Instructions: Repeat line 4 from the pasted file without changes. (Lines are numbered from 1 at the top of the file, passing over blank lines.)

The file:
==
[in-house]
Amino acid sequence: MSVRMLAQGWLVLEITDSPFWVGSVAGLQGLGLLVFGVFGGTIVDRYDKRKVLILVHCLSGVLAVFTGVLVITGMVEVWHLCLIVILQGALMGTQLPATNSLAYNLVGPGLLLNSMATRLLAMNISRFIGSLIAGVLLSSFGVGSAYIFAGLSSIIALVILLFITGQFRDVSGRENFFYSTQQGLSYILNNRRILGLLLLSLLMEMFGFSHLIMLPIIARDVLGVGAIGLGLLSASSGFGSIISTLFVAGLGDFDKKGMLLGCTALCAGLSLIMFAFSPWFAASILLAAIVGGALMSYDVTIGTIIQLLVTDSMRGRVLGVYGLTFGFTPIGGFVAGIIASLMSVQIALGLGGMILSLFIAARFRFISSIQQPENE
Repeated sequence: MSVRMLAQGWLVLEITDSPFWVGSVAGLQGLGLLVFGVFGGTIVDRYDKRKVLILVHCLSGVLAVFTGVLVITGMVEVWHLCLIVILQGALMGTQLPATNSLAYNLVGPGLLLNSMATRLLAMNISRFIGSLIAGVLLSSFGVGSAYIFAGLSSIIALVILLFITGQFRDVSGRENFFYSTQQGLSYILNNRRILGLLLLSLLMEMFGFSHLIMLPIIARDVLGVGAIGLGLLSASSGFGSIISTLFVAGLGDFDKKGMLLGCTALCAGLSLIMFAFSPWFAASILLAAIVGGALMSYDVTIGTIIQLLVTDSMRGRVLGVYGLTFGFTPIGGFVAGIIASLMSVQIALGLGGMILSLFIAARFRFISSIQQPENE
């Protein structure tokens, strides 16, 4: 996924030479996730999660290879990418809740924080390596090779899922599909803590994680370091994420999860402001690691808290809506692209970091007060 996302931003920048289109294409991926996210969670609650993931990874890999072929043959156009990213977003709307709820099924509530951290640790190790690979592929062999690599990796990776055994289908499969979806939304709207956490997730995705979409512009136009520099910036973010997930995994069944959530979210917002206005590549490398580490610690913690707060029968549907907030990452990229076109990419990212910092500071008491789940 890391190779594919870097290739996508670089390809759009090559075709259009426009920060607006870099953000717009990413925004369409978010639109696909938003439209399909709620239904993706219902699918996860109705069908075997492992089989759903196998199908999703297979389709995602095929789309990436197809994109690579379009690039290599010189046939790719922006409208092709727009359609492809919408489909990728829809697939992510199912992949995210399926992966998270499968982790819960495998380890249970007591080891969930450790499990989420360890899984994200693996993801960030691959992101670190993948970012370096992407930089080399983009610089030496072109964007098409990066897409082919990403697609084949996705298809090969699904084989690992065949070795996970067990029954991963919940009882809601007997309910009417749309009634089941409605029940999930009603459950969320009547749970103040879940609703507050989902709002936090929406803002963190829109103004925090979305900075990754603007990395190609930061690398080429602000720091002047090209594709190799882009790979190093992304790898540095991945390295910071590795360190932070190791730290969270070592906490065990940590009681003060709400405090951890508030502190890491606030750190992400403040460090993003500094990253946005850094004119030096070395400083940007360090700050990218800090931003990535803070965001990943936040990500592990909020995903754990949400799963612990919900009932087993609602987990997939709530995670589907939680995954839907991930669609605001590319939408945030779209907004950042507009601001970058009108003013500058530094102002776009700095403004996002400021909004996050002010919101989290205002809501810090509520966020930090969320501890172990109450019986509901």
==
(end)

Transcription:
């Protein structure tokens, strides 16, 4: 996924030479996730999660290879990418809740924080390596090779899922599909803590994680370091994420999860402001690691808290809506692209970091007060 996302931003920048289109294409991926996210969670609650993931990874890999072929043959156009990213977003709307709820099924509530951290640790190790690979592929062999690599990796990776055994289908499969979806939304709207956490997730995705979409512009136009520099910036973010997930995994069944959530979210917002206005590549490398580490610690913690707060029968549907907030990452990229076109990419990212910092500071008491789940 890391190779594919870097290739996508670089390809759009090559075709259009426009920060607006870099953000717009990413925004369409978010639109696909938003439209399909709620239904993706219902699918996860109705069908075997492992089989759903196998199908999703297979389709995602095929789309990436197809994109690579379009690039290599010189046939790719922006409208092709727009359609492809919408489909990728829809697939992510199912992949995210399926992966998270499968982790819960495998380890249970007591080891969930450790499990989420360890899984994200693996993801960030691959992101670190993948970012370096992407930089080399983009610089030496072109964007098409990066897409082919990403697609084949996705298809090969699904084989690992065949070795996970067990029954991963919940009882809601007997309910009417749309009634089941409605029940999930009603459950969320009547749970103040879940609703507050989902709002936090929406803002963190829109103004925090979305900075990754603007990395190609930061690398080429602000720091002047090209594709190799882009790979190093992304790898540095991945390295910071590795360190932070190791730290969270070592906490065990940590009681003060709400405090951890508030502190890491606030750190992400403040460090993003500094990253946005850094004119030096070395400083940007360090700050990218800090931003990535803070965001990943936040990500592990909020995903754990949400799963612990919900009932087993609602987990997939709530995670589907939680995954839907991930669609605001590319939408945030779209907004950042507009601001970058009108003013500058530094102002776009700095403004996002400021909004996050002010919101989290205002809501810090509520966020930090969320501890172990109450019986509901």